Historic Sites of Manitoba: Prince Edward Hotel (Princess Avenue, Brandon)
Designed by R. B. Pratt and D. A. Ross and built between 1911 and 1912 at the corner of Princess Street and Ninth Avenue in Brandon, adjacent to the station of the Canadian Northern Railway, it opened in early 1912 as the city’s grandest hotel.
Measuring 120 feet by 100 feet, and comprising six storeys of limestone and brick, the hotel basement contained a billiard room, barber shop, public bath, lavatories, storeroom, laundry, and machinery room. On the ground floor was a rotunda, bar, offices, check room, telephone and telegraph offices, news stand, dining room, kitchen, pantries, bake shop, drawing room, and writing room. Upstairs were 108 rooms, 48 of which featured private or connecting bathrooms. On the top floor were servants’ quarters and ten sample rooms. There were two passenger elevators and one freight elevator.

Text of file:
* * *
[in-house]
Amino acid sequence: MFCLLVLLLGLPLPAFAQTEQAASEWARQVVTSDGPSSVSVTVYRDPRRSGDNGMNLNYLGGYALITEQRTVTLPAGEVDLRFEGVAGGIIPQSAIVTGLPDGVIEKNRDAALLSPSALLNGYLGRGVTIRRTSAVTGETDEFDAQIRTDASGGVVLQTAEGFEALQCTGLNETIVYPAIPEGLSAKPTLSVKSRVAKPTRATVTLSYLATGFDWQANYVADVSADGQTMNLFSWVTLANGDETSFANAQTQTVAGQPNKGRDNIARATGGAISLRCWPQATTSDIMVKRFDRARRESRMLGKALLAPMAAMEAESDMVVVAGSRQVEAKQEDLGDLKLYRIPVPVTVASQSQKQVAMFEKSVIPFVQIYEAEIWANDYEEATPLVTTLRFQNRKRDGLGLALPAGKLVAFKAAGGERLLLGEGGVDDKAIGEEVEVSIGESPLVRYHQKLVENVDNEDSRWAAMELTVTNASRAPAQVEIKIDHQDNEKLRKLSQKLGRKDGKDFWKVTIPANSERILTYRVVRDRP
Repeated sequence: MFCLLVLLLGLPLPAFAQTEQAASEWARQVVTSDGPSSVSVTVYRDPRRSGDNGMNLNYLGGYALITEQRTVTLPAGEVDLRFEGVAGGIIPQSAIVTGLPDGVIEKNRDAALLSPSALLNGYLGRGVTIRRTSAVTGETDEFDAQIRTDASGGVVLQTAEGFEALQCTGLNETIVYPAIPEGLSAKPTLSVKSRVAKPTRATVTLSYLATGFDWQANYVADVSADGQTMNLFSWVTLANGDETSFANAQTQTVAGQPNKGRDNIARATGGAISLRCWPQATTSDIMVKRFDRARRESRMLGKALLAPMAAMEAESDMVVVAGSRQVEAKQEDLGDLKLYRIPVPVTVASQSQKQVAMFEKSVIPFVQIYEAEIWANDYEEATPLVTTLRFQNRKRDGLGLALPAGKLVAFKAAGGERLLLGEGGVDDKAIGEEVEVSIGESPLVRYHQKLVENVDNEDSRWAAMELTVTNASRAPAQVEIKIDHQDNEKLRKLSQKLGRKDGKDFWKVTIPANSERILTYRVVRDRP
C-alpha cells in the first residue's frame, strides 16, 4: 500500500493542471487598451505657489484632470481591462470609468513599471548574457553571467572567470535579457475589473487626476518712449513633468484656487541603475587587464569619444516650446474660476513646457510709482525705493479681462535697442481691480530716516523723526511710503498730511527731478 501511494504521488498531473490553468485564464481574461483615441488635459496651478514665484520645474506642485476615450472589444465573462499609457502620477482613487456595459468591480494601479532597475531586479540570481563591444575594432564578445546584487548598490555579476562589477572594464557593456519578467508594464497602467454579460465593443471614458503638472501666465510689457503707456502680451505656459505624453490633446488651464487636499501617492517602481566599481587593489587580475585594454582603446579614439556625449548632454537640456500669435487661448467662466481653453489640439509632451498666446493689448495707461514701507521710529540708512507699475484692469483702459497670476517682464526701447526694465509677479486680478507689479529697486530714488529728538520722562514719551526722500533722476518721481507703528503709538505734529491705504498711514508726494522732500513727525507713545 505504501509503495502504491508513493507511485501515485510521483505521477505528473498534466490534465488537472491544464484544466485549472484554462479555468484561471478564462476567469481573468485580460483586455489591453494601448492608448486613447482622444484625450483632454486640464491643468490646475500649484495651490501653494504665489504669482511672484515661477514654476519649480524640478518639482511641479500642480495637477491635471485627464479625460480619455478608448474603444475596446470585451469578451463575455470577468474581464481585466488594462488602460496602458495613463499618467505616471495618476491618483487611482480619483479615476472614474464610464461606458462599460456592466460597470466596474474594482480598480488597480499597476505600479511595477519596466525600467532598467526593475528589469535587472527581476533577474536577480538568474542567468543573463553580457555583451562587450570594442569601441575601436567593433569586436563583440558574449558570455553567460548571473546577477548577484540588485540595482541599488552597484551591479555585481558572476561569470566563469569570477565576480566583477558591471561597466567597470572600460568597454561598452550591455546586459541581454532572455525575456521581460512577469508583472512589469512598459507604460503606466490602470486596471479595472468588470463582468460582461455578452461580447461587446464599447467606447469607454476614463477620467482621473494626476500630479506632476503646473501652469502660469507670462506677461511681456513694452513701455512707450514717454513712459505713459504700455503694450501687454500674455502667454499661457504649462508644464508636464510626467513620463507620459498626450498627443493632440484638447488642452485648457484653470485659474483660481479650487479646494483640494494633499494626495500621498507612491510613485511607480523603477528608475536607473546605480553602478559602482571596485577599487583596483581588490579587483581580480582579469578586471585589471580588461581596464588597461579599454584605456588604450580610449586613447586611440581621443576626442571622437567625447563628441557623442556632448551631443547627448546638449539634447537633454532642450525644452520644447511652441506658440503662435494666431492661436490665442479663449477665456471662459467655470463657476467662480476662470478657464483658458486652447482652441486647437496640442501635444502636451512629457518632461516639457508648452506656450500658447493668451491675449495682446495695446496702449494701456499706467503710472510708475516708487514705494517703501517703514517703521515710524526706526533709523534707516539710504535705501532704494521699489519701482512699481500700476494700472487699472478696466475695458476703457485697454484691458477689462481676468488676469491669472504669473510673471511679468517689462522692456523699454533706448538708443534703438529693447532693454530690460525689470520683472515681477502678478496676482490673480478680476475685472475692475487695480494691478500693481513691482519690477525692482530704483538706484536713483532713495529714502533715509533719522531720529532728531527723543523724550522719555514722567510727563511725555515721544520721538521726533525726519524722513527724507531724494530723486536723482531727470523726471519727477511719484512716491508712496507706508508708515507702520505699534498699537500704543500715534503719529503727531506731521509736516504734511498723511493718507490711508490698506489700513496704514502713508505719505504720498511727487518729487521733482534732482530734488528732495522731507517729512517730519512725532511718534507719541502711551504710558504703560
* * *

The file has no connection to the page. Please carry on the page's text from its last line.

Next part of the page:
The hotel closed in 1976. A citizens’ group tried unsuccessfully to advocate Brandon city council for its designation as an historic site. The building was demolished on 24 February 1980.
“C.N.R.’s new Brandon hotel opens on April 1,” Manitoba Free Press, 24 February 1912, page 26.
Advertisement, Manitoba Free Press, 8 June 1912, page 28.
“Workers level half of hotel,” Winnipeg Free Press, 25 February 1980, page 4.
This page was prepared by Gordon Goldsborough.
Page revised: 13 March 2018
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